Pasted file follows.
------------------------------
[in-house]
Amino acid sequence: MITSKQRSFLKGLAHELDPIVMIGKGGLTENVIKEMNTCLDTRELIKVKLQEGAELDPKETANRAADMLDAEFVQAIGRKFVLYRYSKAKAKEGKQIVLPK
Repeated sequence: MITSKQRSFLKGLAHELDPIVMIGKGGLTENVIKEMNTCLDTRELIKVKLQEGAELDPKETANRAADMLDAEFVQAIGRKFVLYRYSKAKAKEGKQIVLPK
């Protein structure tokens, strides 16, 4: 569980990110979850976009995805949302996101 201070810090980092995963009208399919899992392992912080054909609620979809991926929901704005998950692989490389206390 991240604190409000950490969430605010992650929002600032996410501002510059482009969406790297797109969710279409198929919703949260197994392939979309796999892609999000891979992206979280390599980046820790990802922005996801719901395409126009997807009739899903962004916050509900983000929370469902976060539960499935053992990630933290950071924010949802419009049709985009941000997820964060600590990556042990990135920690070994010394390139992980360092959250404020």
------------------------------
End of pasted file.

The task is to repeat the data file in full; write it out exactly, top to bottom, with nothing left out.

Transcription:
[in-house]
Amino acid sequence: MITSKQRSFLKGLAHELDPIVMIGKGGLTENVIKEMNTCLDTRELIKVKLQEGAELDPKETANRAADMLDAEFVQAIGRKFVLYRYSKAKAKEGKQIVLPK
Repeated sequence: MITSKQRSFLKGLAHELDPIVMIGKGGLTENVIKEMNTCLDTRELIKVKLQEGAELDPKETANRAADMLDAEFVQAIGRKFVLYRYSKAKAKEGKQIVLPK
């Protein structure tokens, strides 16, 4: 569980990110979850976009995805949302996101 201070810090980092995963009208399919899992392992912080054909609620979809991926929901704005998950692989490389206390 991240604190409000950490969430605010992650929002600032996410501002510059482009969406790297797109969710279409198929919703949260197994392939979309796999892609999000891979992206979280390599980046820790990802922005996801719901395409126009997807009739899903962004916050509900983000929370469902976060539960499935053992990630933290950071924010949802419009049709985009941000997820964060600590990556042990990135920690070994010394390139992980360092959250404020």